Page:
26. M. Fenech, “The in vitro micronucleus technique,” Mutation Research, vol. 455, no. 1-2, pp. 81–95, 2000. View at Publisher · View at Google Scholar · View at Scopus
  27. K. V. Gurova, O. W. Rokhlin, A. V. Budanov et al., “Cooperation of two mutant p53 alleles contributes to Fas resistance of prostate carcinoma cells,” Cancer Research, vol. 63, no. 11, pp. 2905–2912, 2003. View at Google Scholar · View at Scopus
  28. J. Bartek and J. Lukas, “Mammalian G1- and S-phase checkpoints in response to DNA damage,” Current Opinion in Cell Biology, vol. 13, no. 6, pp. 738–747, 2001. View at Publisher · View at Google Scholar · View at Scopus
  29. F. Schmidt, C. B. Knobbe, B. Frank, H. Wolburg, and M. Weller, “The topoisomerase II inhibitor, genistein, induces G2/M arrest and apoptosis in human malignant glioma cell lines,” Oncology Reports, vol. 19, no. 4, pp. 1061–1066, 2008. View at Google Scholar · View at Scopus
  30. U. M. Moll and O. Petrenko, “The MDM2-p53 interaction,” Molecular Cancer Research, vol. 1, no. 14, pp. 1001–1008, 2003. View at Google Scholar · View at Scopus
  31. D. G. Hardie, “AMP-activated protein kinase-an energy sensor that regulates all aspects of cell function,” Genes & Development, vol. 25, no. 18, pp. 1895–1908, 2011. View at Publisher · View at Google Scholar · View at Scopus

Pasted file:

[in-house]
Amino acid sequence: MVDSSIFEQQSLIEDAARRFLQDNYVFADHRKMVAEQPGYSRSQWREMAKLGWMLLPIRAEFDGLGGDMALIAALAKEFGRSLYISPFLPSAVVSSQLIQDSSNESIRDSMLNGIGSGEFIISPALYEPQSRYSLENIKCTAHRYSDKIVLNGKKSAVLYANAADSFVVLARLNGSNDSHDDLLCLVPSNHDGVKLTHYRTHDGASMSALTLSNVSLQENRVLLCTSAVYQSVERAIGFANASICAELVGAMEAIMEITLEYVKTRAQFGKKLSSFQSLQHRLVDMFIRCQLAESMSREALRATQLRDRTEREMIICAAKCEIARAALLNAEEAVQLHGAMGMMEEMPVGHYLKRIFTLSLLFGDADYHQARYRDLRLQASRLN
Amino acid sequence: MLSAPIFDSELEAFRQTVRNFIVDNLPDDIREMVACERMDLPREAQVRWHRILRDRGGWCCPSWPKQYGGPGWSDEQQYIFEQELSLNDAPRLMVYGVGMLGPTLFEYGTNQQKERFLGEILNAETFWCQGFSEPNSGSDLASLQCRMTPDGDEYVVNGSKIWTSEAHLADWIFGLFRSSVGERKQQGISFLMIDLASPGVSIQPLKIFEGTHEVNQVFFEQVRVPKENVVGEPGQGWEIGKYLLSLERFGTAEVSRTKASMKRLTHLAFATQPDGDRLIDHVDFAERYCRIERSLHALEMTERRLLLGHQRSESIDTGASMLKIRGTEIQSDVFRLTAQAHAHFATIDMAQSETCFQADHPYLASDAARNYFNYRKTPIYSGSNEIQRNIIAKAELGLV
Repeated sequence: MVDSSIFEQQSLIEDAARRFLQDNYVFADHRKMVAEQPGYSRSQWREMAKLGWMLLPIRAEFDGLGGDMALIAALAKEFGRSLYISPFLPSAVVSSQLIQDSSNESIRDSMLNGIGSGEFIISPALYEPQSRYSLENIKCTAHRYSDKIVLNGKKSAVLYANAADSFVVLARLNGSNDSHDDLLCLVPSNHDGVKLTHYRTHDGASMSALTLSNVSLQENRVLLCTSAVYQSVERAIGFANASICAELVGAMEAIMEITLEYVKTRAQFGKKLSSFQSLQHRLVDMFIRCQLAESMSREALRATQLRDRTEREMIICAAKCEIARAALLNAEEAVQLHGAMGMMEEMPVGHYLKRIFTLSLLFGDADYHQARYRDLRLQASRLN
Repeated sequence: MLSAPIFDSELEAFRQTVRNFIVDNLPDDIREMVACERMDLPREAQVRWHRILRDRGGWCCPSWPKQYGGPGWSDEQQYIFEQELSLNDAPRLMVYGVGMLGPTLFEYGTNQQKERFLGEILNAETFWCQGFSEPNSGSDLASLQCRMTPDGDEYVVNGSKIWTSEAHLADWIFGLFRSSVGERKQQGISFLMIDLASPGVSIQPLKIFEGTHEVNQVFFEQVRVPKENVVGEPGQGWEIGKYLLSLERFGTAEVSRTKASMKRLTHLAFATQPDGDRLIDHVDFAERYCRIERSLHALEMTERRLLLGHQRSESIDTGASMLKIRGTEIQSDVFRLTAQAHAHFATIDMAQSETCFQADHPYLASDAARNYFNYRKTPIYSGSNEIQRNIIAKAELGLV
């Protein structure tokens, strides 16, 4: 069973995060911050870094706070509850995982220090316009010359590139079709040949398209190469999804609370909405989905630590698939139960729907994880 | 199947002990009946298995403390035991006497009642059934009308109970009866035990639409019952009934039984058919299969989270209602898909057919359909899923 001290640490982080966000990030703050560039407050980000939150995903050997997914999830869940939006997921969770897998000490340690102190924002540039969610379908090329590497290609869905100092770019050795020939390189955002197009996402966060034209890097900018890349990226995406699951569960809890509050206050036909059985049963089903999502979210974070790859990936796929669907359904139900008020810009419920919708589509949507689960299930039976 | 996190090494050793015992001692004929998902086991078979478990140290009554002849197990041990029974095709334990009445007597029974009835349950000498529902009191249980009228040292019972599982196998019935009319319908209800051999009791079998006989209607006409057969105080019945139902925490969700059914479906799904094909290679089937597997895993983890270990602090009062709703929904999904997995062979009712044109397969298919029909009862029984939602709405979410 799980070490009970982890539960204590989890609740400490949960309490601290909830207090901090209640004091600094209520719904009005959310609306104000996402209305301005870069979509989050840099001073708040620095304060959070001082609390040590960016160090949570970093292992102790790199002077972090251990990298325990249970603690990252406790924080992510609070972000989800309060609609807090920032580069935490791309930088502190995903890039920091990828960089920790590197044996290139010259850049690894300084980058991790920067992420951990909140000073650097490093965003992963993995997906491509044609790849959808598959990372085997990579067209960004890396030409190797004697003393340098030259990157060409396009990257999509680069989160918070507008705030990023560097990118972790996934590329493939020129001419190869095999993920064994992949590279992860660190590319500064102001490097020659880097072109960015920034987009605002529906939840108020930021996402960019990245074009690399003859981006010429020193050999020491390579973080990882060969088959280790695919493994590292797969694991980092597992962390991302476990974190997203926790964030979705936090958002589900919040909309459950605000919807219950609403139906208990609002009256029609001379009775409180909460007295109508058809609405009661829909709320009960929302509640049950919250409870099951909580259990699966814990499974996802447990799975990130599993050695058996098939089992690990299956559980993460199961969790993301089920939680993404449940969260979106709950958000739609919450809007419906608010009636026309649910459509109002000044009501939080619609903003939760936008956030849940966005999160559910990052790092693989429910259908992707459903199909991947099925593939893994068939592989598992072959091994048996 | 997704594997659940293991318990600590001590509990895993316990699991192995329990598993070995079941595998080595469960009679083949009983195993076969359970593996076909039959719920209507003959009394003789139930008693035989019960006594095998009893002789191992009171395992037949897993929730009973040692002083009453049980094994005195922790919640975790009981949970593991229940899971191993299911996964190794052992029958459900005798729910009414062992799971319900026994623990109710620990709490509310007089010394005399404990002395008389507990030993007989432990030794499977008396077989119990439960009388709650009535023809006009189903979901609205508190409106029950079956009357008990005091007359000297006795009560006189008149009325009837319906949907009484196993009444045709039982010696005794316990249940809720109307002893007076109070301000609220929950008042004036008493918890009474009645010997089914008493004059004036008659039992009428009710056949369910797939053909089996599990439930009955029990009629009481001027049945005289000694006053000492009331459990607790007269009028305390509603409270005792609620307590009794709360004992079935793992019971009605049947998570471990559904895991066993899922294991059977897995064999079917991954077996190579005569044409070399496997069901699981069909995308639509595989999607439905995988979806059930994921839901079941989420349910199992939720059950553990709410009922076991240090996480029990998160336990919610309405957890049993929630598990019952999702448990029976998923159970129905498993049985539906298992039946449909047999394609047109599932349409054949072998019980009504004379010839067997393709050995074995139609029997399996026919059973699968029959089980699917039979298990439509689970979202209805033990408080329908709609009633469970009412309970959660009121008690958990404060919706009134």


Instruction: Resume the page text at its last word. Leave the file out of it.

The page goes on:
32. G. Kroemer, G. Mariño, and B. Levine, “Autophagy and the integrated stress response,” Molecular Cell, vol. 40, no. 2, pp. 280–293, 2010. View at Publisher · View at Google Scholar · View at Scopus
  33. E. T. W. Bampton, C. G. Goemans, D. Niranjan, N. Mizushima, and A. M. Tolkovsky, “The dynamics of autophagy visualized in live cells: from autophagosome formation to fusion with endo/lysosomes,” Autophagy, vol. 1, no. 1, pp. 23–36, 2005. View at Google Scholar · View at Scopus
  34. M. Oblak, M. Randic, and T. Solmajer, “Quantitative structure-activity relationship of flavonoid analogues. 3. Inhibition of p56lck protein tyrosine kinase,” Journal of Chemical Information and Computer Sciences, vol. 40, no. 4, pp. 994–1001, 2000. View at Google Scholar · View at Scopus